UK inflation plunge poses no deflation risk or need to change policy

The steep fall in inflation does not mean there is any risk of deflation, and the Bank of England does not need to stimulate the economy, Monetary Policy Committee (MPC) member Professor David Miles wrote in a British broadsheet newspaper. Deflation is when prices of goods and services decline; it is the opposite of inflation.

The MPC is a nine-member committee of the Bank of England that meets every month to decide the official interest rate in the UK.

Prof. Miles pushed hard for action during the global financial crisis. He wrote in the Telegraph that following the sharp fall in inflation there were calls for looser monetary policy.

Prof. David MilesProf. Miles has been an MPC member since June 2009. (Photo: Bank of England)

Prof. Miles said:

“This seemed wildly implausible just six months ago and I have my doubts even now. But it does mean that there is no great urgency in starting the process of moving monetary policy back towards a more normal setting.”

Fuel and food prices have fallen, making households better able to manage their debts. Consumers are not likely to postpone spending for the moment, Prof. Miles added.



 

Inflation in November fell to a 12-year low of 1%, versus 1.3% in October, the Office for National Statistics (ONS) reported earlier this week. The ONS explained that the decline was mainly due to falling oil and food prices.

Fuel and food prices fell by 5.9% and 1.7% respectively in November.

The Bank of England warned in November that inflation would continue falling over the next few months.

Most analysts now are betting on an interest rate hike either well into the second half of 2015 or even 2016.

Prof. Miles, whose term at the Bank ends in May 2015, says it is highly likely that he will not vote for an interest rate hike between now and then. He believes rates will rise later in 2015.

Oil prices have fallen for two reasons: 1. The US shale oil explosion. 2. Declining economic growth in China.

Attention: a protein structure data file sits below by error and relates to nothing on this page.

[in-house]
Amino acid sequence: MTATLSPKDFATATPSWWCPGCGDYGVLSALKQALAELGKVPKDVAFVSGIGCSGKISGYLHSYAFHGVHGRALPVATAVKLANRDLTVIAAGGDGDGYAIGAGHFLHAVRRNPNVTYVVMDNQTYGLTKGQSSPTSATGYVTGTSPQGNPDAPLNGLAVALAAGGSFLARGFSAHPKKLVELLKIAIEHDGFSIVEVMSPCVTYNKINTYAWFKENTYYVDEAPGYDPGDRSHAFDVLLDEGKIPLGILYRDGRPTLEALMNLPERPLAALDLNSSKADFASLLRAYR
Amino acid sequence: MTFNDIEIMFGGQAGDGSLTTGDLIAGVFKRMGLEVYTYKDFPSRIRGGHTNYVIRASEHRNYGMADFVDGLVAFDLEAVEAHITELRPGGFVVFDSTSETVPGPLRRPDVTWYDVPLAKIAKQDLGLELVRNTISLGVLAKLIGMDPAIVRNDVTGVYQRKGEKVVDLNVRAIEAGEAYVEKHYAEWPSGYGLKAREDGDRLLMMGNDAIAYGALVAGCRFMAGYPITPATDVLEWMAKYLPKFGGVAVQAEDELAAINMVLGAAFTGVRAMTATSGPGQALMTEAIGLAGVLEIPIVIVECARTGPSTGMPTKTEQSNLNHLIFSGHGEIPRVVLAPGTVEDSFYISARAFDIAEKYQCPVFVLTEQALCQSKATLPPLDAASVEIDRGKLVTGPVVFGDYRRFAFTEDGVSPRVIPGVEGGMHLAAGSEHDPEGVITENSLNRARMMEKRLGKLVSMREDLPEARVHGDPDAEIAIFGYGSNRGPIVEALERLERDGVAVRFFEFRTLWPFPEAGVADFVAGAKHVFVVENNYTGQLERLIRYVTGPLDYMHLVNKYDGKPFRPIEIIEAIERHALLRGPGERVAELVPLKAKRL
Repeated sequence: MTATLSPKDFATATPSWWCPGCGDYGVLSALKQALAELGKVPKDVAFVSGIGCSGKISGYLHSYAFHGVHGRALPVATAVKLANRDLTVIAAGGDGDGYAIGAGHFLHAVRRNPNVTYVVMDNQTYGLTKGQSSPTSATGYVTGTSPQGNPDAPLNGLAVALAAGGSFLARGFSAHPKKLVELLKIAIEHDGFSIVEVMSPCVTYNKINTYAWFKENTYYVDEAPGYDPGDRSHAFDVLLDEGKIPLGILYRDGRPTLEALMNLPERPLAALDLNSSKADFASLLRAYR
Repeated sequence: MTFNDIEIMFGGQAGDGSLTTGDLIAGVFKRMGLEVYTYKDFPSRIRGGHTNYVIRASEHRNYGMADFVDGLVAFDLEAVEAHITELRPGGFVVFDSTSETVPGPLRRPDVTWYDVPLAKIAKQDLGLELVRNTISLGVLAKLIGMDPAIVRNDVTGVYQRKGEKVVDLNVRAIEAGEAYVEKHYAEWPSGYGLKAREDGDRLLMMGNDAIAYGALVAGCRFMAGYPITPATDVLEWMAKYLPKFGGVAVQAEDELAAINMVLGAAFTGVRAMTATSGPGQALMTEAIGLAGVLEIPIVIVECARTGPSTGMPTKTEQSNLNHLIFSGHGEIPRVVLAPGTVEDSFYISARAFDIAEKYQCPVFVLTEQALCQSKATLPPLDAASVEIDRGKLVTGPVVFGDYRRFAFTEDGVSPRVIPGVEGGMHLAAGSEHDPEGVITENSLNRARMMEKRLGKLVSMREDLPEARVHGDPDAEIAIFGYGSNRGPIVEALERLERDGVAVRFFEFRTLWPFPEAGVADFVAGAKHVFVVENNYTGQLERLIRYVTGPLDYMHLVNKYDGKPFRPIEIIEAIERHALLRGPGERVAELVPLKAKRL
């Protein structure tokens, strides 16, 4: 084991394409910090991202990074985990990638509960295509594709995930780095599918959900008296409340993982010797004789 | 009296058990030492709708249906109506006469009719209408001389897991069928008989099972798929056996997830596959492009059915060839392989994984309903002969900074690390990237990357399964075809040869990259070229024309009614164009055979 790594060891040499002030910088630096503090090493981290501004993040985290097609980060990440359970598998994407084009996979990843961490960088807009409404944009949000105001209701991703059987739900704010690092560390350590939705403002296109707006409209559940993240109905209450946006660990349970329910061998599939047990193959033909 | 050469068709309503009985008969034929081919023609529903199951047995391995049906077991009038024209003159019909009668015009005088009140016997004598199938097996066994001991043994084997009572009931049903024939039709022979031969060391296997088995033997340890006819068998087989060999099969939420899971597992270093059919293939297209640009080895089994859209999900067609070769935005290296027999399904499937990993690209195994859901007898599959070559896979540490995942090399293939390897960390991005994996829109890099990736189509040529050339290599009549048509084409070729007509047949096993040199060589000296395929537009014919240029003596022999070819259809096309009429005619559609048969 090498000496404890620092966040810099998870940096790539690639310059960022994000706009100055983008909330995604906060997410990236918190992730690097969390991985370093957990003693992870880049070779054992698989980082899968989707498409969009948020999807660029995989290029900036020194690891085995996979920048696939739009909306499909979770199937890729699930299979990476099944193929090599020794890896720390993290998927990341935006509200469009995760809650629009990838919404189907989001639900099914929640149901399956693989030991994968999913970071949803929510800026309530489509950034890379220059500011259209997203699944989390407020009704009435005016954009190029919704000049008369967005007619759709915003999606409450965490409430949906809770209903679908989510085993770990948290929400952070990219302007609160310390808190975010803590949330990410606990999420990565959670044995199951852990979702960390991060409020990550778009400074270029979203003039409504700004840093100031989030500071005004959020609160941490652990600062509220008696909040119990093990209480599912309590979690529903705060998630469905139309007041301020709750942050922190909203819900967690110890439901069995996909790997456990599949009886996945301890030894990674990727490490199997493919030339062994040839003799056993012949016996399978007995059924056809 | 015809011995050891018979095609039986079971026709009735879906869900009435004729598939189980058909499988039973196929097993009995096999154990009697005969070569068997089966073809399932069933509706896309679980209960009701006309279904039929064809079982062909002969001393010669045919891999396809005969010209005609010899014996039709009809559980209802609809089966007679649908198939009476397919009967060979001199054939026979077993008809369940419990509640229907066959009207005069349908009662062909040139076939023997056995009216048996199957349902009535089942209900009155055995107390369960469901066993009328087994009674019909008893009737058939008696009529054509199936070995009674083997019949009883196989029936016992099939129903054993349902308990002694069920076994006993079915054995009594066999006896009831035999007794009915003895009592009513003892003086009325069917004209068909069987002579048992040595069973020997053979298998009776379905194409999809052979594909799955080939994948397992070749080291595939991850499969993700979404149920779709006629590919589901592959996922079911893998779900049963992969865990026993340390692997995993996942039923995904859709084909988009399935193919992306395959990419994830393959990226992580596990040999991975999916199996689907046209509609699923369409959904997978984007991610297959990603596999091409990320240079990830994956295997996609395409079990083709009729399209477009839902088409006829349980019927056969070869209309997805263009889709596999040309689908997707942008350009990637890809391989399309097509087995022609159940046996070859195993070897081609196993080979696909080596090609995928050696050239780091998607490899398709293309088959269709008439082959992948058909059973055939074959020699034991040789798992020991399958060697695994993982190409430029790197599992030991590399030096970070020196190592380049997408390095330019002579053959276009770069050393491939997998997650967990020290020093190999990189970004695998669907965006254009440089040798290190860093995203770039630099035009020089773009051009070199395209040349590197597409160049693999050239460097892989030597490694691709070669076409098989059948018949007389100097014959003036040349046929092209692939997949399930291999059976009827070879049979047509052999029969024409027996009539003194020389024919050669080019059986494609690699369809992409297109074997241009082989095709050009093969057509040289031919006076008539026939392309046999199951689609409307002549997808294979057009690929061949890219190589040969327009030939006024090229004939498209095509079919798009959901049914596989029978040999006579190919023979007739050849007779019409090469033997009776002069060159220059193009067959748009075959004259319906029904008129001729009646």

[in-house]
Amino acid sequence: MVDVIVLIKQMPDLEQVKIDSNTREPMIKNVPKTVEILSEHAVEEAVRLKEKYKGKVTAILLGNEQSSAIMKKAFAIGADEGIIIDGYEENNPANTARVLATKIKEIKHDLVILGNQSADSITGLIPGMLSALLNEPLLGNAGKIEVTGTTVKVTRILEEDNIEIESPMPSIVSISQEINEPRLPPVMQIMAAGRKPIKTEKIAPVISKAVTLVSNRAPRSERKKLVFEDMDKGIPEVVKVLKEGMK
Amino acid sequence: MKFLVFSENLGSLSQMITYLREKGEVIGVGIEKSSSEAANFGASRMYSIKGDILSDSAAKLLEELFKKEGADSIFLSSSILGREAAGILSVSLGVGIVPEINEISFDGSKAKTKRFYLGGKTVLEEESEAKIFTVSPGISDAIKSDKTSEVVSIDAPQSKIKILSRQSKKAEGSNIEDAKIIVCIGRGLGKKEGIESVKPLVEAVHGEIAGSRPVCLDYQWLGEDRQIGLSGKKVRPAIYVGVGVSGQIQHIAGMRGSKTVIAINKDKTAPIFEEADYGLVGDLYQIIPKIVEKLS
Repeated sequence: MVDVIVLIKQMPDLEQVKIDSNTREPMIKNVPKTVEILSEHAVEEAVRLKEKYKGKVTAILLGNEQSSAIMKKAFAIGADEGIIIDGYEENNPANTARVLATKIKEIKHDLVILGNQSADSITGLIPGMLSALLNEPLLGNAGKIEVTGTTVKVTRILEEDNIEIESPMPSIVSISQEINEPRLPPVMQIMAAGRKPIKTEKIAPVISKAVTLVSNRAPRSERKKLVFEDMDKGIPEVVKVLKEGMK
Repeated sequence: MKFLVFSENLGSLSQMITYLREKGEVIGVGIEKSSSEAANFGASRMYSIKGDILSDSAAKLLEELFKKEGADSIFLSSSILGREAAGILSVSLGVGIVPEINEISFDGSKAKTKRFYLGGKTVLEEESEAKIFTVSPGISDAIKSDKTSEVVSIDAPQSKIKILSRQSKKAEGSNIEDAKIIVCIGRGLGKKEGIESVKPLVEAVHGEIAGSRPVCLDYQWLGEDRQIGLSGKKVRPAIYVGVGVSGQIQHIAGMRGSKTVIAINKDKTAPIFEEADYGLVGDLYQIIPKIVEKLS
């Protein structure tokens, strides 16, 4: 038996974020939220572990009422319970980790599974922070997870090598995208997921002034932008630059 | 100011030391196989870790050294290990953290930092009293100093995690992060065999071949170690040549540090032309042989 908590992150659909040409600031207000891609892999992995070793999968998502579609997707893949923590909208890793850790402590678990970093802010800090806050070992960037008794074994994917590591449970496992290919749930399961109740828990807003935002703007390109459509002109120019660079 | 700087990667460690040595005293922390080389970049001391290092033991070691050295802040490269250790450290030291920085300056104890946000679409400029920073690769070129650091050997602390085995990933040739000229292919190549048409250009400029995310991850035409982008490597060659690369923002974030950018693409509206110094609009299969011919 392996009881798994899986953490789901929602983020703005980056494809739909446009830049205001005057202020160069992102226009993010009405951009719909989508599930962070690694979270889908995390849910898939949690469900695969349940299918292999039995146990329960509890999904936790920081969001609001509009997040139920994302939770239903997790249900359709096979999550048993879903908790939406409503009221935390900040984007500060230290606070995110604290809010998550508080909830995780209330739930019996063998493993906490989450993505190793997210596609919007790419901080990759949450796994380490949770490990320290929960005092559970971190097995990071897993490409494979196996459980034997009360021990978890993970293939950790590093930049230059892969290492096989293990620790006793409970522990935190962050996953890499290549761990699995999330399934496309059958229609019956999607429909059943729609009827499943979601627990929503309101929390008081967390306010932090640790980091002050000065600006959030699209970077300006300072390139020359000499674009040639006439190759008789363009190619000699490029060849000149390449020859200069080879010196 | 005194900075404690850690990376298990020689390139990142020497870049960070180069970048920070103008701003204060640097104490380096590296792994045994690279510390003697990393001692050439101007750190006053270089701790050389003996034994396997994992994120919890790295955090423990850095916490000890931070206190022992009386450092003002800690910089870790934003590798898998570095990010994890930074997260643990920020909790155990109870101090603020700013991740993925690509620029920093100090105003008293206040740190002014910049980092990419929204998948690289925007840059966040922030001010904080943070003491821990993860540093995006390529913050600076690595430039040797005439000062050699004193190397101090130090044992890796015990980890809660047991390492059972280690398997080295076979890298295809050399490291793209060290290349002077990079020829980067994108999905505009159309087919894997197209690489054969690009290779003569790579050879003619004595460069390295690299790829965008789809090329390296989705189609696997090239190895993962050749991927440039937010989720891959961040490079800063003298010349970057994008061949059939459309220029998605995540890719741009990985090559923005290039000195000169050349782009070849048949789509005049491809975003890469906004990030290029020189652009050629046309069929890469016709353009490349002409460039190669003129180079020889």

Prof. Miles wrote:

“It is relevant here, and in fact helpful, that the UK exports relatively little to China – we get the benefit of the boost to real incomes from lower commodity prices that weaker Chinese growth brings but we don’t pay much of a price in terms of weaker exports.”

MPC has 2 hawks and 7 doves

Prof. Miles is one of the seven so-called “Doves” in the MPC, unlike the two “Hawks” Ian McCafferty and Martin Weale, who since August have voted each month to raise interest rates.

Mr. McCafferty, who believes wages have reached a potential “turning point”, is concerned that the 5-year-long record low interest rate of 0.5% has been fueling inflation.

About Professor David Miles

Professor David Miles joined the Bank of England’s MPC in June 2009. He is Professor at Imperial College London, where he had been head of the Financial Economics Department.

As an economist he has specialized in the interaction between financial markets and the rest of the economy. From Oct 2004 to May 2009 he was Chief UK Economist at Morgan Stanley.

In Budget 2003, the Chancellor of the Exchequer commissioned him to head a review of the UK mortgage market.

He is a research fellow of the Centre for Economic Policy Research, a council member of the Royal Economic Society, and is also a fellow at the Munich-based CESIFO research institute.

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